To combat the evolving threat landscape Gartner recommend that businesses improve their existing security with Endpoint Detection and Response solutions, such as Panda Adaptive Defense.

Written by Neil Martin, Marketing Manager at Panda UK.


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A phishing attack is launched every thirty seconds: 6 tips to protect yourself

Phishing continues to blight the Internet and is a thorn in the side of companies around the globe. Not only is it one of the most serious problems facing any company with even a minimal activity on the Web, it is also an ever-increasing threat.

phishing-tips- panda- securitySo much so, that a recent study has revealed that in the last year alone there have been more than a million attacks of this nature. This means that on average, a phishing attack is launched every thirty seconds with the aim of defrauding companies and home-users alike. In the case of businesses, the damage inflicted by this onslaught is nothing short of dramatic: the total cost to companies around the world is in excess of 9,000 million dollars, more than 8,000 million euros at today’s exchange rate.

The total cost to companies around the world is in excess of 9,000 million dollars.

Given this situation, in addition to having proper protection, it is more important than ever that companies follow a series of recommendations to prevent falling victim to an attack that could have grave financial consequences. Checking the source of each email you receive and not accessing bank websites from links included in emails are two of the basic precautions you can take to avoid falling into the traps set by cyber-criminals.

What makes these and other similar measures so essential is the dramatic increase in phishing attacks that has taken place over the last year. In the second quarter of 2016 alone, more than half a million unique attacks were identified, that’s a 115 percent increase on the previous quarter. Moreover, the increase with respect to the same period in 2015 is even more alarming: 308 percent.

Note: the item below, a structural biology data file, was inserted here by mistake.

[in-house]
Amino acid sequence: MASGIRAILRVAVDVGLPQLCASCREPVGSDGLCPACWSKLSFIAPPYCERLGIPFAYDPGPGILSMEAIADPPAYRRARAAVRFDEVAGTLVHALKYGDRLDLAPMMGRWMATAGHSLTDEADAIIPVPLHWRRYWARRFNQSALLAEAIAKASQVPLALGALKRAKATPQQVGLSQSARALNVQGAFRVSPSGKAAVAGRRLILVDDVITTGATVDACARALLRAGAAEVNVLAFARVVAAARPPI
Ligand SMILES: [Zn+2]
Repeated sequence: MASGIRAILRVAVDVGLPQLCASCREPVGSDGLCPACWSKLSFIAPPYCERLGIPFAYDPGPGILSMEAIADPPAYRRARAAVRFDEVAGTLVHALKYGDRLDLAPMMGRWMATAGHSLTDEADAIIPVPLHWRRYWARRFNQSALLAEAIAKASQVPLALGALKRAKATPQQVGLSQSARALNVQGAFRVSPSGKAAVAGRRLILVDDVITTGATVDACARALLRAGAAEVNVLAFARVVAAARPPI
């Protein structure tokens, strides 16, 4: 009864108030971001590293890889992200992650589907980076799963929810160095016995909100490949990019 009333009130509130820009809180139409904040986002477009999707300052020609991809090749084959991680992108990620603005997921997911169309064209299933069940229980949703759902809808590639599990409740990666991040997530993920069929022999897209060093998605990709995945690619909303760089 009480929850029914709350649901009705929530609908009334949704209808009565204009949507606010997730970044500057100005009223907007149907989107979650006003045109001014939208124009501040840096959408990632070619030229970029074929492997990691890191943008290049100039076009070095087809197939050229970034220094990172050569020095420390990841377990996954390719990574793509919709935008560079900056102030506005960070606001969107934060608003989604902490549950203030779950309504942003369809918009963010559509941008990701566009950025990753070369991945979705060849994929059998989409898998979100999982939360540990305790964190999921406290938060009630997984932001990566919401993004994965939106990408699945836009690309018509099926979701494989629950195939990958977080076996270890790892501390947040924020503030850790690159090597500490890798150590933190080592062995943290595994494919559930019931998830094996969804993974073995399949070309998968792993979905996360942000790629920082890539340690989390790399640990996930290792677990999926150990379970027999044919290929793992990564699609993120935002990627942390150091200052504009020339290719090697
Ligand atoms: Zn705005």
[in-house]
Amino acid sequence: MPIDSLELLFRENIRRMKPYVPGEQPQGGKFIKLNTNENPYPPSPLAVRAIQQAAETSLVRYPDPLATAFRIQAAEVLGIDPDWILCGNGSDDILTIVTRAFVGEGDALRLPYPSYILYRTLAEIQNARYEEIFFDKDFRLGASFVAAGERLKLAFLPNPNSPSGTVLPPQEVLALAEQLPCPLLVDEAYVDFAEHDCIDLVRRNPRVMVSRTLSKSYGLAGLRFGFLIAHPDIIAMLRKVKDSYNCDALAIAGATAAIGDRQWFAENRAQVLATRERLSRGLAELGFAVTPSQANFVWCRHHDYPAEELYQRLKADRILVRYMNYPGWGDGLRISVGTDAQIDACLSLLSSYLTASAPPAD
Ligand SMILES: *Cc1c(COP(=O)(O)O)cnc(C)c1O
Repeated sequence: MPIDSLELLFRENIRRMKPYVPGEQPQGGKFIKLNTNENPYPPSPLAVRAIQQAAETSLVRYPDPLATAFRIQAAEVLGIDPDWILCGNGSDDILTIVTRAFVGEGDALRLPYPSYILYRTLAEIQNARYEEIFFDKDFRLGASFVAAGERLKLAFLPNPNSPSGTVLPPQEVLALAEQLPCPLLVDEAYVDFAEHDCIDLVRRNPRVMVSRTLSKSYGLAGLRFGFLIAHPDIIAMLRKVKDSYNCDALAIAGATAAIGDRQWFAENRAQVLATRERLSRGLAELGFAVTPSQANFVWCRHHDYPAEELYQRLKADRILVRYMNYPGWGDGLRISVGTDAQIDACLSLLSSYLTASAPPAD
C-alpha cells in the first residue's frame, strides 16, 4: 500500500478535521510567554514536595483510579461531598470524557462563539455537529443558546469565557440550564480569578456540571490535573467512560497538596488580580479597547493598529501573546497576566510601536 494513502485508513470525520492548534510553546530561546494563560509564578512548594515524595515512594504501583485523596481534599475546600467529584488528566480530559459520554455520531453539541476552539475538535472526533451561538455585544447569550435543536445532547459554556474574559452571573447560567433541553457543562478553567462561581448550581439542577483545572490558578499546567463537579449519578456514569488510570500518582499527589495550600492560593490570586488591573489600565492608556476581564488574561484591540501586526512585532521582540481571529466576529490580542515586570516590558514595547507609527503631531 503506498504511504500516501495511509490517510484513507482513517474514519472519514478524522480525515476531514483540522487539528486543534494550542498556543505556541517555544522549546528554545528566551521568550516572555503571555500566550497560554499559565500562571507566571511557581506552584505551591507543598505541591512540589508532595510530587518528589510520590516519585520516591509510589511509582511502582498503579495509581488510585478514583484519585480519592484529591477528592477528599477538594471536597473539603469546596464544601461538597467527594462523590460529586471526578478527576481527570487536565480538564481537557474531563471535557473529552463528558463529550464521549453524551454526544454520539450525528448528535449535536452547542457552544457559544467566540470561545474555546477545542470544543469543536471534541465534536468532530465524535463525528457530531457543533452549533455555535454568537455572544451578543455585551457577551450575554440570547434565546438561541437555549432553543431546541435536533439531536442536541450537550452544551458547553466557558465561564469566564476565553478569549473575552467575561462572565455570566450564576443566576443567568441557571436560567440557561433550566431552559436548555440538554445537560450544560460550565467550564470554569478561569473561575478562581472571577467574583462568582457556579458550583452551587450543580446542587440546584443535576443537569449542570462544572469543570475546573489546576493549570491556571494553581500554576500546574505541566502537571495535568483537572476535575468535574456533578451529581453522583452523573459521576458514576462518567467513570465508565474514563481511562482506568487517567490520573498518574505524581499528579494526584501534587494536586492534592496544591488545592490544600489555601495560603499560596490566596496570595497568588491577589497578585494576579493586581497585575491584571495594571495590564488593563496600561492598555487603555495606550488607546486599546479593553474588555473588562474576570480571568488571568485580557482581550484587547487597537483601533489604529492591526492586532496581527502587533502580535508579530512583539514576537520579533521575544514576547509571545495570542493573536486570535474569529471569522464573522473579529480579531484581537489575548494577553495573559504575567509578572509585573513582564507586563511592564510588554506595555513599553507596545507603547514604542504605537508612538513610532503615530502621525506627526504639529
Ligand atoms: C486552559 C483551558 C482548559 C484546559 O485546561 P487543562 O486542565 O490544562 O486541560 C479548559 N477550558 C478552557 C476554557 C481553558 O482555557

In the second quarter of the year “Phishing” attacks have been incresing in a 115 %

To counter this situation, it is essential for companies to ensure that their employees are aware that they must only enter confidential data on trusted websites which, as with all secure pages, have an address starting with HTTPS. Phishing attacks are on the rise and they are also evolving. Now, for example, not only are they aimed at identity theft on social networks or taking money from current accounts, they are also being used to steal from e-Wallets.


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AtomBombing, a new threat to your Windows

atombombing panda security

A few days ago Tal Liberman, a security researcher from the company enSilo revealed a new code injection technique that affects all Windows versions up to Windows 10. Due to the nature of this technique it is unlikely that it can be patched. In this article I’d like to shed light on this attack, its consequences and what can be done in order to protect ourselves.

How does it work?

Basically this attack takes advantage of the own operating system to inject malicious code and then use some legit process to execute it. Although it is not that different to what malware has been doing for ages (malware has been injecting itself in running processes for decades) it is true that the use of the atom tables (provided by Windows to allow applications to store and access data) is not common, and it is likely to go unnoticed by a number of security solutions.

This attack is not common, and it is likely to go unnoticed by a number of security solutions.

The best explanation you can find so far is the one made by Tal in his blog “AtomBombing: A Code Injection that Bypasses Current Security Solutions”.

If there is no patch and it affects all Windows versions, does it mean that we are under great danger?

Not really. First, in order to use this technique malware has to be able to be executed in the machine. This cannot be used to remotely attack and compromise your computer. Cybercriminals will have to use some exploit or fool some user into downloading and executing the malware, hoping for the security solutions in place not to stop it.

Is this really new?